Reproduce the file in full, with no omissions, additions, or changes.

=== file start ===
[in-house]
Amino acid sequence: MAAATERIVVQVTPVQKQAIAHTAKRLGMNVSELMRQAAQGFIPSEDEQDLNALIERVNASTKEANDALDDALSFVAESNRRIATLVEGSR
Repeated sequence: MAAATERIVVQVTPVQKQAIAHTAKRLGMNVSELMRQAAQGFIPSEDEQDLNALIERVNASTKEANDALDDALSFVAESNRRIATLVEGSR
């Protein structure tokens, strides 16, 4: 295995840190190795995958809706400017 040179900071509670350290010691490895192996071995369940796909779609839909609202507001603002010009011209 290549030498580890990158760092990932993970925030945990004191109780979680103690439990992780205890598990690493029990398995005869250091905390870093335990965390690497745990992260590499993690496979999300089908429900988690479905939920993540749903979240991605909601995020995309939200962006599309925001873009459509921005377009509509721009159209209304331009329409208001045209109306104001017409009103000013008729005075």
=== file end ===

[in-house]
Amino acid sequence: MAAATERIVVQVTPVQKQAIAHTAKRLGMNVSELMRQAAQGFIPSEDEQDLNALIERVNASTKEANDALDDALSFVAESNRRIATLVEGSR
Repeated sequence: MAAATERIVVQVTPVQKQAIAHTAKRLGMNVSELMRQAAQGFIPSEDEQDLNALIERVNASTKEANDALDDALSFVAESNRRIATLVEGSR
């Protein structure tokens, strides 16, 4: 295995840190190795995958809706400017 040179900071509670350290010691490895192996071995369940796909779609839909609202507001603002010009011209 290549030498580890990158760092990932993970925030945990004191109780979680103690439990992780205890598990690493029990398995005869250091905390870093335990965390690497745990992260590499993690496979999300089908429900988690479905939920993540749903979240991605909601995020995309939200962006599309925001873009459509921005377009509509721009159209209304331009329409208001045209109306104001017409009103000013008729005075």